After six hours behind closed doors on Monday night, the Tarrant County College board of trustees emerged and approved a resolution that will end Chancellor Leonardo de la Garza’s employment on June 30. After 12 years as TCC’s top dog, de la Garza was given a week to clean out his desk.
The special meeting was a continuation of last Thursday’s session, in which the board deliberated for more than two hours on the chancellor’s fate without reaching a decision.
For all practical purposes, de la Garza was fired. However, board members, in public session before a weary audience, refused to use those words, calling their action “a modification of his current contract.” He doesn’t leave empty-handed. Lengthy negotiations between the attorneys for the board and for de la Garza – whose current salary is $350,000 a year – resulted in the board agreeing to pay the chancellor a total of $700,000 by January 2010. According to the resolution passed on Monday, that sum represents all amounts due to the chancellor under any [previous] contract, including his deferred compensation and retirement plans.
The resolution also guarantees that the district will “indemnify [de la Garza] from third party claims … except for those claims … caused by official misconduct, willful or wrongful acts, or gross negligence.” In return, the chancellor agreed to release the district from any losses arising out of his employment with the district, including losses from his deferred compensation and retirement plans.
“I think we [the board members] will pay a penalty for this, a political penalty, as this appears to be a lot of money,” said Joe Hudson, the newest trustee. Hudson has been a leading voice for reform on the board and an opponent of the chancellor’s spending habits, the board’s rubber-stamping of his requests for money, and de la Garza’s and the board’s joint history of hiding their official actions from public view. But in the end, “This will be worth it, as it will give us what we need most, a new direction,” he said. “Basically, we can now start fresh and, I hope, bring a new era of openness and transparency to the public and fiscal prudence in spending the public’s money.”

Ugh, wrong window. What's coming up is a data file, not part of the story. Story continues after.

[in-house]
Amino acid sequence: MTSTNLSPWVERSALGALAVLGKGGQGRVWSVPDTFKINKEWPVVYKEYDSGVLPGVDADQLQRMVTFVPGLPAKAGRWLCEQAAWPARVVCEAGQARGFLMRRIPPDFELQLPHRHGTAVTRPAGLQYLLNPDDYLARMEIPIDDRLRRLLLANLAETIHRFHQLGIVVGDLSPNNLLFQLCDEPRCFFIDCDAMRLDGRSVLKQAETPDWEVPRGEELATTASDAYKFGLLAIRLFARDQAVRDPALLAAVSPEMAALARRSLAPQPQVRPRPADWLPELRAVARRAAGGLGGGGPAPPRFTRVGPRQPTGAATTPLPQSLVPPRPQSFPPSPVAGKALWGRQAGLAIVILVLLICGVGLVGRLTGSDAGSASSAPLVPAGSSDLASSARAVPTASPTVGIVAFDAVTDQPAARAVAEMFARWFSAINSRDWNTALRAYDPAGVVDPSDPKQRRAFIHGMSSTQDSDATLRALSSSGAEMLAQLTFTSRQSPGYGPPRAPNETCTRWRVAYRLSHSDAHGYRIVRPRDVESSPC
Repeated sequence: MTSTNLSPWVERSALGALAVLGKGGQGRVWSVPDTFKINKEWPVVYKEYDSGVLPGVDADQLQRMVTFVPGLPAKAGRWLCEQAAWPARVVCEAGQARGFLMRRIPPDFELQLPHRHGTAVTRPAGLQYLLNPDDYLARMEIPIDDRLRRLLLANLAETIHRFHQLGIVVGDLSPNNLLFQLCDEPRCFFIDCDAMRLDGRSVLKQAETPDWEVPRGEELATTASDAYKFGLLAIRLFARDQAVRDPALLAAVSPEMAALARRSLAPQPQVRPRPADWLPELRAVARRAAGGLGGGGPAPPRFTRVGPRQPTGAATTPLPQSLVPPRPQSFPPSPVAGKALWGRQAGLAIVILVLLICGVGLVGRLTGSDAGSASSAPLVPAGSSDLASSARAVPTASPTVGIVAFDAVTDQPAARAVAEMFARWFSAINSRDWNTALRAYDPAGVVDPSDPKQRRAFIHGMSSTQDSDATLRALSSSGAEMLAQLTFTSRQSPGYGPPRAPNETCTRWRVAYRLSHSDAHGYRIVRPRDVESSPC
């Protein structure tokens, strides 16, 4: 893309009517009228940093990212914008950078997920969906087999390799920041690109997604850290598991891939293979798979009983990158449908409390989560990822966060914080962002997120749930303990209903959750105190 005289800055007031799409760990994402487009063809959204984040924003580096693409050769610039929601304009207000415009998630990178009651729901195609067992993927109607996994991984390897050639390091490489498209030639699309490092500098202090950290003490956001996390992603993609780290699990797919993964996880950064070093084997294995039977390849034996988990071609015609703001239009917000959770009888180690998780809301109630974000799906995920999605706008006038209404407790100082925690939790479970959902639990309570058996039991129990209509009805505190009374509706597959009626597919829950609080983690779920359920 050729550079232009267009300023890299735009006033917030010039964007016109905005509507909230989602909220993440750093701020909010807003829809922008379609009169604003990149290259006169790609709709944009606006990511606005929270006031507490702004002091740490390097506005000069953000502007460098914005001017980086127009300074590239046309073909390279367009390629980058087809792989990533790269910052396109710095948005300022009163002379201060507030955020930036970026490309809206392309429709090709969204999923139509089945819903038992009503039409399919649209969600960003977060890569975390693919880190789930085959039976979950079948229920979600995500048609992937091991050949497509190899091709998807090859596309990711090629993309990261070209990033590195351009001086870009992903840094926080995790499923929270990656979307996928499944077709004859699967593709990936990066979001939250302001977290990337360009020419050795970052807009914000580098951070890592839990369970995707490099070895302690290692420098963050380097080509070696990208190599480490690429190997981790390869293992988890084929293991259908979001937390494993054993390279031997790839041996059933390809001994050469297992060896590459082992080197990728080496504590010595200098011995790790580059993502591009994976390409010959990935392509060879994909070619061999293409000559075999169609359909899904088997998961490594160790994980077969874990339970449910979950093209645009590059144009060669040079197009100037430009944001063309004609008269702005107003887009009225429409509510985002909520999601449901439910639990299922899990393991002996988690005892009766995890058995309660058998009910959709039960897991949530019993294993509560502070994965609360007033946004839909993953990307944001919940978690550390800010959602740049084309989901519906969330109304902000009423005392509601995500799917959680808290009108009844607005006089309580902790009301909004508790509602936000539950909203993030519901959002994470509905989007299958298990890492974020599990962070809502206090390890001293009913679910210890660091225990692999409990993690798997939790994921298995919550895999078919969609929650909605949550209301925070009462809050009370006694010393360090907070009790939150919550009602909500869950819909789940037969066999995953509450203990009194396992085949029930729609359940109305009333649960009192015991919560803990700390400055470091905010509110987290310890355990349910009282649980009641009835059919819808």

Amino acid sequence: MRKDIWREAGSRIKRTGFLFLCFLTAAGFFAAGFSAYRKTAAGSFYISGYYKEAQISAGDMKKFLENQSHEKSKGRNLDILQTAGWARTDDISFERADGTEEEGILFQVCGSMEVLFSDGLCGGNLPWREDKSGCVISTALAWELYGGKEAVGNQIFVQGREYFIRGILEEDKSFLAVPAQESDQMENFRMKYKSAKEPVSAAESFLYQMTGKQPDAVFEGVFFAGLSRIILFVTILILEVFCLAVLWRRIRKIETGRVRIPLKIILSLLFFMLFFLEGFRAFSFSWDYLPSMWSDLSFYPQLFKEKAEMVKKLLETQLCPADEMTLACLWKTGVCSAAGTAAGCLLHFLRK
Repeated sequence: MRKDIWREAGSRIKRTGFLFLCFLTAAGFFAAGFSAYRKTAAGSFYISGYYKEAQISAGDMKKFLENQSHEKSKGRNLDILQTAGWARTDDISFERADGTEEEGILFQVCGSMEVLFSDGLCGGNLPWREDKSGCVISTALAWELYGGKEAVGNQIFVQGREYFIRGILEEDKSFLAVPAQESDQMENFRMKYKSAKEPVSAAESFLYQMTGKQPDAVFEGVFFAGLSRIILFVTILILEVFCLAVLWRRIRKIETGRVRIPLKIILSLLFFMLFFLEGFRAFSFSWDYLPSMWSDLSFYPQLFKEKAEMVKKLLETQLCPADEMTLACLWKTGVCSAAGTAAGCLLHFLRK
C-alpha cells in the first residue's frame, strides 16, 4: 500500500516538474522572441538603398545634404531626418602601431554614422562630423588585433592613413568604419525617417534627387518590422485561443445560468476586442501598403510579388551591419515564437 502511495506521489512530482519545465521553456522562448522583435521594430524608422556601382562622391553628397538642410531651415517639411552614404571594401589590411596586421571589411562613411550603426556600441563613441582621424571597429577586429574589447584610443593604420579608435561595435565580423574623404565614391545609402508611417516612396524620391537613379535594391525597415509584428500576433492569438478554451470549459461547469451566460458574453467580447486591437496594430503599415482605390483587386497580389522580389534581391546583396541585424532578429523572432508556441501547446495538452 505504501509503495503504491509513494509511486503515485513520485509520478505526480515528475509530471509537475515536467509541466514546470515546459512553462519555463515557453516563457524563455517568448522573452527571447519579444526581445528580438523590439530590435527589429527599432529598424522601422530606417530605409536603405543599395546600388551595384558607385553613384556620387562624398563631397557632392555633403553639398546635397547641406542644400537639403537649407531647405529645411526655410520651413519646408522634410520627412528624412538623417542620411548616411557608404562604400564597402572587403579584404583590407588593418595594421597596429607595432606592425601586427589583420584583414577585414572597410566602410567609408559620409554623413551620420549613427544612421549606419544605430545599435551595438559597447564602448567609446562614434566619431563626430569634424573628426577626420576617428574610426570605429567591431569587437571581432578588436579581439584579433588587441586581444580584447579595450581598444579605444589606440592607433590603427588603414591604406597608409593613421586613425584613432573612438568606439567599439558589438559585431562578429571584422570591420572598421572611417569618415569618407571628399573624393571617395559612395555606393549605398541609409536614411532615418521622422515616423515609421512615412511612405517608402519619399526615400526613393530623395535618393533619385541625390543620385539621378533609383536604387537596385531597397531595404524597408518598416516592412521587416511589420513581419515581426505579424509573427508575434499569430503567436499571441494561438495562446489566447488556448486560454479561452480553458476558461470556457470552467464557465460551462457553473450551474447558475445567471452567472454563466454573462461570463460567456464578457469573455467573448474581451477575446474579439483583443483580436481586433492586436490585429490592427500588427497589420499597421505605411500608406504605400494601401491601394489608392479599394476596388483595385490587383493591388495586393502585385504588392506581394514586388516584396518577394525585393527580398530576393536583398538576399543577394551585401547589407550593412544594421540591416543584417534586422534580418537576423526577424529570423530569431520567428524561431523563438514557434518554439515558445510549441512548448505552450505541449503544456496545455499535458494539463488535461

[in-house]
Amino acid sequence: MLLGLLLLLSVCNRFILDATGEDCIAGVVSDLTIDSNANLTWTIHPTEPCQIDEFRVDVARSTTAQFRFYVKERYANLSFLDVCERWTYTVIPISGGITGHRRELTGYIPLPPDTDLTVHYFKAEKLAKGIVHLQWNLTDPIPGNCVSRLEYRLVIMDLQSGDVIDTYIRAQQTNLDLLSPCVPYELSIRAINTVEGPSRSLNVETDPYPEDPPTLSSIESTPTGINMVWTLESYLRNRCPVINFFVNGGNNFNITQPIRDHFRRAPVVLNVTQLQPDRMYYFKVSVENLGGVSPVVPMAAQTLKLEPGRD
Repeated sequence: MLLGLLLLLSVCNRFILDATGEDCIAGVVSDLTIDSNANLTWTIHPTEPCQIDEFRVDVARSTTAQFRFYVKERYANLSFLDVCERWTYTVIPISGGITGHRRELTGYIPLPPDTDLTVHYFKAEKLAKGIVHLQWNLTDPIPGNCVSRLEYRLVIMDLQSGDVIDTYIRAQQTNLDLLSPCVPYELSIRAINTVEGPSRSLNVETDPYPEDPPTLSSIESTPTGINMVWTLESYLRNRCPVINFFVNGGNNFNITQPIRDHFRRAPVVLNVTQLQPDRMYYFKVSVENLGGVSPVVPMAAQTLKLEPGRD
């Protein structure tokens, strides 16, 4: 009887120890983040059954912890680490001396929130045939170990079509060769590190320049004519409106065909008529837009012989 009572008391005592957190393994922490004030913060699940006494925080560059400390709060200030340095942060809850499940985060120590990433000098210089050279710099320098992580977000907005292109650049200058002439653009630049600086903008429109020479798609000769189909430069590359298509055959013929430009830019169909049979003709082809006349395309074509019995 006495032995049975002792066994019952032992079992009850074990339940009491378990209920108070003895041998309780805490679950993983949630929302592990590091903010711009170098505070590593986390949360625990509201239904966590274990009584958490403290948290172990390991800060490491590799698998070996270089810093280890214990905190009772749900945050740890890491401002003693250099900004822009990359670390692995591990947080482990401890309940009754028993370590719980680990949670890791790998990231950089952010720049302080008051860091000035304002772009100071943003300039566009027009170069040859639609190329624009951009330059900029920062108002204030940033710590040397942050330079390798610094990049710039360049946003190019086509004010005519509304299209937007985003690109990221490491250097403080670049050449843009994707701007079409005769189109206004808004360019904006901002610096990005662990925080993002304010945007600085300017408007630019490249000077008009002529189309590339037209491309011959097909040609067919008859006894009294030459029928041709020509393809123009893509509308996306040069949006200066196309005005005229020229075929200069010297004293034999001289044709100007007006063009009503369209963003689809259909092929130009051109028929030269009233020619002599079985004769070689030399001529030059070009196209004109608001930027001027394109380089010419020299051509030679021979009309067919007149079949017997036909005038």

In an equally dramatic moment, Robyn Winnett, another reform-minded trustee, called for board president Louise Appleman to consider resigning. Appleman has long been criticized by Hudson, Winnett, and board vice president Bobby McGee, as well as a growing number of community leaders, for her role as de la Garza’s principal protector.
Appleman replied that she was not ready to resign. At the end of the meeting, she left without speaking to reporters.
Later, Winnett told Fort Worth Weekly that her call for the president’s resignation and her vote to replace the chancellor were prompted by “the controversy that has been going on” surrounding the district’s construction of a near-half-billion dollar downtown campus, part of which is still unfinished after five years, with costs now more than four times the original estimate. Included in that controversy, she said, is the “complete lack of accountability” from the chancellor for the delays and cost overruns. (The latest figures given to the board show that completion of a greatly reduced segment of the original campus will cost the taxpayers more than $1,500 a square foot, hugely out of line with development costs for other downtown properties and other college campuses.
The question that begged to be answered Monday night was: What prompted the full board to void a contract that four of them voted for a year ago, at the time heaping praise on the chancellor for his vision and service?
No good explanation was forthcoming. In a curious moment that went to the heart of Hudson’s call for more transparency both on the board and off, the trustee said that he “had no idea” that the board was going to consider a discussion of the chancellor’s “contract and compensation” until he read it on the agenda posted a few days before the meeting last Thursday, just like any other member of the public. Winnett said the same thing.
So who decided to bring it up? Appleman handles the agenda items, Hudson said, and she wasn’t talking. Hudson said he had heard, but hasn’t been able to confirm, that the negotiations over the chancellor’s contract had been going on between Appleman and de la Garza “for some time” and that the chancellor “initiated the discussions.” Hudson said he doesn’t know what changed, nor does Winnett; they were the only board members who spoke to the Weekly Monday night.
If negotiations on a matter of such import to the college and to the public were going on without the full board’s knowledge, were those talks legal? Hudson said he didn’t know.